"I warned that this inflammatory language is contributing to a rise in threats against journalists and will lead to violence," Sulzberger said.
President Donald Trump and New York Times publisher A.G. Sulzberger recalled a July 20 meeting the two had, and their impressions as recounted Sunday seemed to differ.
"Spent much time talking about the vast amounts of Fake News being put out by the media & how that Fake News has morphed into phrase, 'Enemy of the People.' Sad!" the president tweeted Sunday morning, letting his followers know of a previously unreported meeting.
Afterward, The New York Times said in a statement that the White House requested that Sulzberger meet with Trump earlier this month. The publisher went to the White House on July 20 with James Bennett, the editor of the Times' editorial page.
The two agreed with Trump that the meeting would be off the record, but The New York Times said Sunday that Trump's Sunday tweet dissolved that earlier agreement. Sulzberger and Bennett drew from "detailed notes" that they took, the Times said, so that Sulzberger could accurately respond to Trump's characterization of the conversation.
Sulzberger said in his statement that his principal reason for taking the meeting with Trump was to "raise concerns about the president's deeply troubling anti-press rhetoric" and explain that the president's "language was not just divisive but increasingly dangerous."
The New York Times publisher then elaborated further.
"I told him that although the phrase 'fake news' is untrue and harmful, I am far more concerned about his labeling journalists 'the enemy of the people,'" Sulzberger said. "I warned that this inflammatory language is contributing to a rise in threats against journalists and will lead to violence."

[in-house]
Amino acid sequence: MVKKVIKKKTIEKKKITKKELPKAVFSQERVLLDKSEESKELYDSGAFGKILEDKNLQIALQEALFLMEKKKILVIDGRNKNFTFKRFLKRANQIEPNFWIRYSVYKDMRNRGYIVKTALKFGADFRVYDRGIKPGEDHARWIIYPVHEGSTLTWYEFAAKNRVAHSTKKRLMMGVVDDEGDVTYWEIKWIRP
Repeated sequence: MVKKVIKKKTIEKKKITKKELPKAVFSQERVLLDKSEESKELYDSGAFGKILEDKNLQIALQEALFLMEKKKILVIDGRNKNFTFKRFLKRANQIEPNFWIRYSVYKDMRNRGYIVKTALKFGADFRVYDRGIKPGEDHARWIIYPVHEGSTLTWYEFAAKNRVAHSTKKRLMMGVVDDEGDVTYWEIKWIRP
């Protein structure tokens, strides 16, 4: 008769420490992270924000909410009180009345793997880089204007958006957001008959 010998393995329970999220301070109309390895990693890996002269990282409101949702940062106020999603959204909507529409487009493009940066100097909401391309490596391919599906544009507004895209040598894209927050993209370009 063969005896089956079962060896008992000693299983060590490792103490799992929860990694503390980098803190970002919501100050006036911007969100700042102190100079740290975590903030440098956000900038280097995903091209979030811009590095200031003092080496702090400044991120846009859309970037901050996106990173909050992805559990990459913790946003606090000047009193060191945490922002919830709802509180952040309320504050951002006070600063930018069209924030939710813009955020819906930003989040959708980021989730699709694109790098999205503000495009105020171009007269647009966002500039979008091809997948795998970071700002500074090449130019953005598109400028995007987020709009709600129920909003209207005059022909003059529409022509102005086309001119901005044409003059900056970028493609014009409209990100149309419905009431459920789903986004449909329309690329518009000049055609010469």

The publisher went on to say that he "repeatedly stressed that this is particularly true abroad, where the president's rhetoric is being used by some regimes to justify sweeping crackdowns on journalists. I warned that it was putting lives at risk, that it was undermining the democratic ideals of our nation, and that it was eroding one of our country's greatest exports: a commitment to free speech and a free press.
"Throughout the conversation I emphasized that if President Trump, like previous presidents, was upset with coverage of his administration he was of course free to tell the world," Sulzberger concluded. "I made clear repeatedly that I was not asking for him to soften his attacks on The Times if he felt our coverage was unfair. Instead, I implored him to reconsider his broader attacks on journalism, which I believe are dangerous and harmful to our country."
The White House did not immediately respond to a request for comment on Sulzberger's statement.
Trump has repeatedly called the media "the enemy of the people" and often derides major media outlets as "fake news." Trump battered the press last week when speaking at the Veterans of Foreign Wars convention in Kansas City, Missouri.
"Don't believe the crap you see from these people, the fake news," Trump said, gesturing toward the members of the press at the event.
"Just remember: What you're seeing and what you're reading is not what's happening," he added.
The VFW said they were disappointed to hear their members boo the journalists in attendance after Trump's words.
One day after the VFW speech, the Trump administration barred a CNN White House reporter from attending an open press event at the Rose Garden after she asked the president questions about his relationship with his former lawyer Michael Cohen and an invitation he extended to Russian President Vladimir Putin.